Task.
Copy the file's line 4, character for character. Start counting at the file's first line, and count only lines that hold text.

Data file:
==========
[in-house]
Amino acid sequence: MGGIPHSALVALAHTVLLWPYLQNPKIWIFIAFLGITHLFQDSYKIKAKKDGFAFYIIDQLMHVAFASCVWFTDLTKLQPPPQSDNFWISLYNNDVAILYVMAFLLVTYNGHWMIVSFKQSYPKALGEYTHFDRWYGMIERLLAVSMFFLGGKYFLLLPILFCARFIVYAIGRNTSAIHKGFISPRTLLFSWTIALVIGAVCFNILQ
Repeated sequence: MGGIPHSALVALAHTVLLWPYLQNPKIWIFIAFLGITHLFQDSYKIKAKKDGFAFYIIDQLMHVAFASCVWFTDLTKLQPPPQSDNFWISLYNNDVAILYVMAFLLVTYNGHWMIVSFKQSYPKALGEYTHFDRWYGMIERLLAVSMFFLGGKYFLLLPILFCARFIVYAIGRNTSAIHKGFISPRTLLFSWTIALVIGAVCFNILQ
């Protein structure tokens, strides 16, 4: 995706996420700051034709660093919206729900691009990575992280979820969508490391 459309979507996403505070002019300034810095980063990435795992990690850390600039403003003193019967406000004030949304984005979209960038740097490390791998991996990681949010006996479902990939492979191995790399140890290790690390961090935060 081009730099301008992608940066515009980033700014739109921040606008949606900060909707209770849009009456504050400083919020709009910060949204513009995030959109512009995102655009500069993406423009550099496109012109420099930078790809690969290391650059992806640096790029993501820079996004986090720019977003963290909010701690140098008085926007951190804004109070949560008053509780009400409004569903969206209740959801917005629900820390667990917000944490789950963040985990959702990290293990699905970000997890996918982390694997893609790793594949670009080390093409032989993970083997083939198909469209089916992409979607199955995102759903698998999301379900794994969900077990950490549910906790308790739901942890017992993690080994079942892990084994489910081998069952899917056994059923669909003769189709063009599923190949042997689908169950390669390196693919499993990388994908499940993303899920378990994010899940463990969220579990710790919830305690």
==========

């Protein structure tokens, strides 16, 4: 995706996420700051034709660093919206729900691009990575992280979820969508490391 459309979507996403505070002019300034810095980063990435795992990690850390600039403003003193019967406000004030949304984005979209960038740097490390791998991996990681949010006996479902990939492979191995790399140890290790690390961090935060 081009730099301008992608940066515009980033700014739109921040606008949606900060909707209770849009009456504050400083919020709009910060949204513009995030959109512009995102655009500069993406423009550099496109012109420099930078790809690969290391650059992806640096790029993501820079996004986090720019977003963290909010701690140098008085926007951190804004109070949560008053509780009400409004569903969206209740959801917005629900820390667990917000944490789950963040985990959702990290293990699905970000997890996918982390694997893609790793594949670009080390093409032989993970083997083939198909469209089916992409979607199955995102759903698998999301379900794994969900077990950490549910906790308790739901942890017992993690080994079942892990084994489910081998069952899917056994059923669909003769189709063009599923190949042997689908169950390669390196693919499993990388994908499940993303899920378990994010899940463990969220579990710790919830305690």